Motorcycle lubrication is black alchemy. Your engine’s oil does more than just lubricate it; it also helps clear up the exhaust and, in some situations, preserves fuel efficiency. Sites like Motorcycle Supersite suggest that you use oil as recommended in the bike’s manual if you are unfamiliar with this black alchemy. If you prefer changing your own bike engine’s oil, here’s how to choose your subsequent engine lubrication.
Bike Engine Oils Types:
- Mineral Oil: Mineral oil is a type of lubricant that does not include any complex chemical compounds. It is recommended that you use this type of oil if you do not ride your bike frequently. However, if you ride frequently or in harsh conditions, this engine oil is not the ideal choice for sustaining your engine.
- Semi-Synthetic Lubricant: The name comes from the fact that this oil combines synthetic and natural compounds. It extends the life of your motorbike engine while also protecting it from heat. This type of oil would best fit your needs if you are a motorcyclist who enjoys going for rides now and then.
- Fully Synthetic Lubricant: Fully synthetic engine oils often have excellent heat resistance and lubricating qualities. If you ride your motorbike frequently or live in an area with harsh conditions, this engine oil is advised.
How to Choose the Right Engine Oil?
- Read the Instruction Manual: The advised oil for your motorbike will be specified in the owner’s manual. Comply with the instructions in the manual if you wish to go the easy route.
- Know What Kind of Oil You’ll Need: Choose between mineral oil, semi-synthetic engine oil, or fully-synthetic engine oil based on your motorcycle usage. Also, be careful that you do not interchange engine oil with gear oil or so.
- Different Oils Used in Motorcycle Engines: The engine oils produced for cars differ from those developed for motorcycles for one fundamental reason: most bikes also splash the clutch in the engine oil, necessitating the addition of friction. Hence, do not interchange car and bike lubricants.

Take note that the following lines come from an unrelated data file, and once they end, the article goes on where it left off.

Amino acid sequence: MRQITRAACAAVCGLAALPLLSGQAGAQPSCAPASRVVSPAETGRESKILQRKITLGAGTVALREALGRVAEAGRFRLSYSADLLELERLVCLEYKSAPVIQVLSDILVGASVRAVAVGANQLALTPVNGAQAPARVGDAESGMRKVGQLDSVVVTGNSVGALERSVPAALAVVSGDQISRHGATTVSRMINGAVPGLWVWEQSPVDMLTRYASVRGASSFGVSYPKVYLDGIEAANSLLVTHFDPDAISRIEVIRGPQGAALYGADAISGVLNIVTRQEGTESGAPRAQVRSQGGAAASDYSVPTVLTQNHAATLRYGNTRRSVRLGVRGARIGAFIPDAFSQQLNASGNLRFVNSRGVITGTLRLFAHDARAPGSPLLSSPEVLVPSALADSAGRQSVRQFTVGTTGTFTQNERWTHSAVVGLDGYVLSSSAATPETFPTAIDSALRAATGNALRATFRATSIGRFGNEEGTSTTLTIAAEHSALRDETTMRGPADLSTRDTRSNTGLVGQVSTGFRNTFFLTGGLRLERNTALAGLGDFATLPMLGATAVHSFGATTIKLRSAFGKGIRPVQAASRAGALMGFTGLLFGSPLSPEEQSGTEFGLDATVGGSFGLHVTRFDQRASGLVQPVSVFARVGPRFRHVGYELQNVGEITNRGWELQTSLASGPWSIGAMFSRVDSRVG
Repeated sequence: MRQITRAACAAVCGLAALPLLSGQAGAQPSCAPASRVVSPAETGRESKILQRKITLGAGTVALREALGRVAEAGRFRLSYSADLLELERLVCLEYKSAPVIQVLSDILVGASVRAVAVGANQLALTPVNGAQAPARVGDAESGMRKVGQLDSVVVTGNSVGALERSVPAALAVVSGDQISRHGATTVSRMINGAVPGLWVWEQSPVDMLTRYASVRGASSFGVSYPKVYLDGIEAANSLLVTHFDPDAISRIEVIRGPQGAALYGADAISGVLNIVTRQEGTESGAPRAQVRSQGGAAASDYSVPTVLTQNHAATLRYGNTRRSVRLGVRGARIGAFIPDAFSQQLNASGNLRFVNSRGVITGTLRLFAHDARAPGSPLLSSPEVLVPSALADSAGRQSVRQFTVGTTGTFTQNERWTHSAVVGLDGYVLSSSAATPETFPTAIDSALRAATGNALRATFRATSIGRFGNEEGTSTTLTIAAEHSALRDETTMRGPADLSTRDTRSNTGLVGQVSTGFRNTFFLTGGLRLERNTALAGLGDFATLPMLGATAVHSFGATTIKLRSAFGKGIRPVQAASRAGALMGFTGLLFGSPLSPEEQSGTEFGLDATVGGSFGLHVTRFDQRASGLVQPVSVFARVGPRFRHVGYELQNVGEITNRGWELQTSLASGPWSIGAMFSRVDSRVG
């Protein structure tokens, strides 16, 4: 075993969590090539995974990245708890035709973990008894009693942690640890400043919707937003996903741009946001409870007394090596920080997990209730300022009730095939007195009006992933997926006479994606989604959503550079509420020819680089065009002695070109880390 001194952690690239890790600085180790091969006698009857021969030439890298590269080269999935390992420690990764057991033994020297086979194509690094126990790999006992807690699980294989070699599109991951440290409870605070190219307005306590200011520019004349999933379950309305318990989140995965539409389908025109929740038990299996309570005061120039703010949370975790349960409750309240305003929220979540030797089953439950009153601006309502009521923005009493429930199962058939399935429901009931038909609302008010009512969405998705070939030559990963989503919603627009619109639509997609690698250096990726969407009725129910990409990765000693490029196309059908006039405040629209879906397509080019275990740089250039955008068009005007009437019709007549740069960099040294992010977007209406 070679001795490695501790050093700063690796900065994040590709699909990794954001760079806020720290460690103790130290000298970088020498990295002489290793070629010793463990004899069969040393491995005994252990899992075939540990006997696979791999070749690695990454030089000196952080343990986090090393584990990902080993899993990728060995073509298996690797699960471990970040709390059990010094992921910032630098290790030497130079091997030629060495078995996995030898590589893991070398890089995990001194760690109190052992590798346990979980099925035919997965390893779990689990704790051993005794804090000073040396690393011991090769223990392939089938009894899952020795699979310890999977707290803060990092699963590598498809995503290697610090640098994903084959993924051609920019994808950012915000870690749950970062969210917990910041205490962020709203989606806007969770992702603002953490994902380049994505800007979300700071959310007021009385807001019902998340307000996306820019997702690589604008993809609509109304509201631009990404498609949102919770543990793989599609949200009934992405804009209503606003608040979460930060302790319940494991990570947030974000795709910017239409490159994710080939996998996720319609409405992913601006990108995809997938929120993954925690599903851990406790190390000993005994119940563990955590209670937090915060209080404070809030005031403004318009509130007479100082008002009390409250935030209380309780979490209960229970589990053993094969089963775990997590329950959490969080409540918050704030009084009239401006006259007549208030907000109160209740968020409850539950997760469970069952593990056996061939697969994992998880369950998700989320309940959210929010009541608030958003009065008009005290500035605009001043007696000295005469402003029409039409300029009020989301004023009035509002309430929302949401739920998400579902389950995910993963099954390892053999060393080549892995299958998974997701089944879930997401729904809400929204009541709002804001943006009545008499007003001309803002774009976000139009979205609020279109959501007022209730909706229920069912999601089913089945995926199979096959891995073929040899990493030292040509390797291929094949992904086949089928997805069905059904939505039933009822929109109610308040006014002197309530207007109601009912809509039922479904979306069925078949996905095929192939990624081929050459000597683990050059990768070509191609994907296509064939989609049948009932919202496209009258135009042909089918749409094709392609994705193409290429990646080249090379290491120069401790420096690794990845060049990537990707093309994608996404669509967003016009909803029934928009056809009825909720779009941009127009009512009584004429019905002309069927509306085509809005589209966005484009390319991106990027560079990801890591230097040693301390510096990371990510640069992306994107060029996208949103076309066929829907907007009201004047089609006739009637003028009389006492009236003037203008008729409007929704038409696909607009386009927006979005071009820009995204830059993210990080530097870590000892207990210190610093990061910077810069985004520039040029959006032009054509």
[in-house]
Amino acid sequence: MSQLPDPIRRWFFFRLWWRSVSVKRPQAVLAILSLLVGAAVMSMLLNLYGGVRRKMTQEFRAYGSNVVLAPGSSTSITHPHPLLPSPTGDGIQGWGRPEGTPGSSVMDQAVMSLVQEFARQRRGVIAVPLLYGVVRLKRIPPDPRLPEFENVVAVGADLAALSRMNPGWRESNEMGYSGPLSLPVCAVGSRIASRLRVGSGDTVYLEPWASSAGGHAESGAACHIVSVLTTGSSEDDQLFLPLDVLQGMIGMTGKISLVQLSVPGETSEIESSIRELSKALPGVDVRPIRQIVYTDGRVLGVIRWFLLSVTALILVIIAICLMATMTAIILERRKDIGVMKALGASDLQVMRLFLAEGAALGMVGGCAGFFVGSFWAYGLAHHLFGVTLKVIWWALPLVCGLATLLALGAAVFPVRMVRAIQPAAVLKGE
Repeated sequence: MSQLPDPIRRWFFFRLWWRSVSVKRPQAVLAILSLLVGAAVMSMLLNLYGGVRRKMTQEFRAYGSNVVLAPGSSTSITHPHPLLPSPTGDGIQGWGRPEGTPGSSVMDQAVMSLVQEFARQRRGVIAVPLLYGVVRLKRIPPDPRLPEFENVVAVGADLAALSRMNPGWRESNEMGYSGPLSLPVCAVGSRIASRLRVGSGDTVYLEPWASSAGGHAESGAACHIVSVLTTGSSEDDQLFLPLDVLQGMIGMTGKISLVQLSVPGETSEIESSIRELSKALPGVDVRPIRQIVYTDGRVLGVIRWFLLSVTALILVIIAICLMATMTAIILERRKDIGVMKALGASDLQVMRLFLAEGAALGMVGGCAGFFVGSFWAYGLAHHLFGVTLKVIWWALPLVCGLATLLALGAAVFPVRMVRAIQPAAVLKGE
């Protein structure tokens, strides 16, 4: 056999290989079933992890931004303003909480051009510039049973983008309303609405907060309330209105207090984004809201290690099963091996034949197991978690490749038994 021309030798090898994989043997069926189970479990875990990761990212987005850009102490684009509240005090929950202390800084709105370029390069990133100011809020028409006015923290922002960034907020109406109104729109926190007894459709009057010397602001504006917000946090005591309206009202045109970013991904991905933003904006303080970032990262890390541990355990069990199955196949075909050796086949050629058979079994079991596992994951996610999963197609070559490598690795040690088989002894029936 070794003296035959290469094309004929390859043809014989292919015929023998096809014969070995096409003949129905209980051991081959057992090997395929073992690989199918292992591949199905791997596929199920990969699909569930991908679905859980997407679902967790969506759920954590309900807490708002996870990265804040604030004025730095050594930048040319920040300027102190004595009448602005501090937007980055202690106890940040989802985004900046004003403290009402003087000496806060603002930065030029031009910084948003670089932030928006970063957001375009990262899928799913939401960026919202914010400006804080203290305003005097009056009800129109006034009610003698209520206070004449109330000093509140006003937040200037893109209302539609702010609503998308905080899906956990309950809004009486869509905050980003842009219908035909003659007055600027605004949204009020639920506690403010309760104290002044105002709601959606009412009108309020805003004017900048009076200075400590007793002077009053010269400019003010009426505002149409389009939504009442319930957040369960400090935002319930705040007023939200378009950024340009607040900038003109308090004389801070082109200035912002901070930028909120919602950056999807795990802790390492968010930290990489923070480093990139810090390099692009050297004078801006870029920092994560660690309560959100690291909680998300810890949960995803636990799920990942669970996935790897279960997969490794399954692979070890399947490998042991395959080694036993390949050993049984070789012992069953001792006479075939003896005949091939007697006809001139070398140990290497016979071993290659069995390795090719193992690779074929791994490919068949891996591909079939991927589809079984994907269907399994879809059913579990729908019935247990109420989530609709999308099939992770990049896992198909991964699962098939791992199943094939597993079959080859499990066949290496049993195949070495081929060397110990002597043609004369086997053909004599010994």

- Oil Grade: This gives the oil the ‘W’ rating. The number indicates the lubricant’s viscosity. A single-grade lubricant will be identified by a single digit followed by the letter ‘W,’ such as ’10W.’ A multi-grade lubricant, such as ’10W50,’ will contain two digits on both sides of the letter. It’s best to stick to the oil grade advised by your manufacturer.
- Additives: Experts recommend engine oil with additives to ensure that your engine runs smoothly. These additives aid in the cleaning and corrosion prevention of the motorcycle’s engine. Even while additives aren’t required, they can make a big difference.
As reputed sites like Motorcycle Supersite advocate, irrespective of your experience, you are always learning. And while learning, you should not be afraid to experiment but always know your limitations. To summarize this post, motorcycle engine lubrication comes in a dizzying assortment of options, but you won’t go wrong if you stick somewhere close to the manufacturer’s recommendations. Proper lubrication will ensure the smooth functioning of your motorbike, and you’ll avoid the dreaded situation of engine seizure.